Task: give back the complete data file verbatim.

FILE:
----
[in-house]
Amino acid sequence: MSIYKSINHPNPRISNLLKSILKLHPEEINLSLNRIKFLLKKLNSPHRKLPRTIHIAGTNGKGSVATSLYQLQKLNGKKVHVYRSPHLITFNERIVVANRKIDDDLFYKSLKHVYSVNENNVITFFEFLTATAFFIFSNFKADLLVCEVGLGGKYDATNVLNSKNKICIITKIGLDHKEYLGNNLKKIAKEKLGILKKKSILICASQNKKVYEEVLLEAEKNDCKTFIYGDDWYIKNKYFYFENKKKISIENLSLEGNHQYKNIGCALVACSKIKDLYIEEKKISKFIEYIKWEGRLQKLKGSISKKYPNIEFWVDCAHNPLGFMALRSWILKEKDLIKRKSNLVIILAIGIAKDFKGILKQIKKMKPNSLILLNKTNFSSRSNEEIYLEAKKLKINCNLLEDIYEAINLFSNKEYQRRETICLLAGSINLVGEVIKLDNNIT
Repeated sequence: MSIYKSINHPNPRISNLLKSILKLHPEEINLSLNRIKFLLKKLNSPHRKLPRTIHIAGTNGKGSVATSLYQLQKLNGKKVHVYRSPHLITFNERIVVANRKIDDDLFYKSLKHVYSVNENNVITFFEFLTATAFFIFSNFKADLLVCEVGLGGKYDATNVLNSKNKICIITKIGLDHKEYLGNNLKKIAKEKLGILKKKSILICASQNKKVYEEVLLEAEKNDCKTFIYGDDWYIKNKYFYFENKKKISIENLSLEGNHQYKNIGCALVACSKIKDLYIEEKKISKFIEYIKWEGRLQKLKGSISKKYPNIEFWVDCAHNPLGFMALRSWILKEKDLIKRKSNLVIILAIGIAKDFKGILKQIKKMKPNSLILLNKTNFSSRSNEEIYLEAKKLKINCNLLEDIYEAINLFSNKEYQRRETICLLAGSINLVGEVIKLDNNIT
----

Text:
[in-house]
Amino acid sequence: MSIYKSINHPNPRISNLLKSILKLHPEEINLSLNRIKFLLKKLNSPHRKLPRTIHIAGTNGKGSVATSLYQLQKLNGKKVHVYRSPHLITFNERIVVANRKIDDDLFYKSLKHVYSVNENNVITFFEFLTATAFFIFSNFKADLLVCEVGLGGKYDATNVLNSKNKICIITKIGLDHKEYLGNNLKKIAKEKLGILKKKSILICASQNKKVYEEVLLEAEKNDCKTFIYGDDWYIKNKYFYFENKKKISIENLSLEGNHQYKNIGCALVACSKIKDLYIEEKKISKFIEYIKWEGRLQKLKGSISKKYPNIEFWVDCAHNPLGFMALRSWILKEKDLIKRKSNLVIILAIGIAKDFKGILKQIKKMKPNSLILLNKTNFSSRSNEEIYLEAKKLKINCNLLEDIYEAINLFSNKEYQRRETICLLAGSINLVGEVIKLDNNIT
Repeated sequence: MSIYKSINHPNPRISNLLKSILKLHPEEINLSLNRIKFLLKKLNSPHRKLPRTIHIAGTNGKGSVATSLYQLQKLNGKKVHVYRSPHLITFNERIVVANRKIDDDLFYKSLKHVYSVNENNVITFFEFLTATAFFIFSNFKADLLVCEVGLGGKYDATNVLNSKNKICIITKIGLDHKEYLGNNLKKIAKEKLGILKKKSILICASQNKKVYEEVLLEAEKNDCKTFIYGDDWYIKNKYFYFENKKKISIENLSLEGNHQYKNIGCALVACSKIKDLYIEEKKISKFIEYIKWEGRLQKLKGSISKKYPNIEFWVDCAHNPLGFMALRSWILKEKDLIKRKSNLVIILAIGIAKDFKGILKQIKKMKPNSLILLNKTNFSSRSNEEIYLEAKKLKINCNLLEDIYEAINLFSNKEYQRRETICLLAGSINLVGEVIKLDNNIT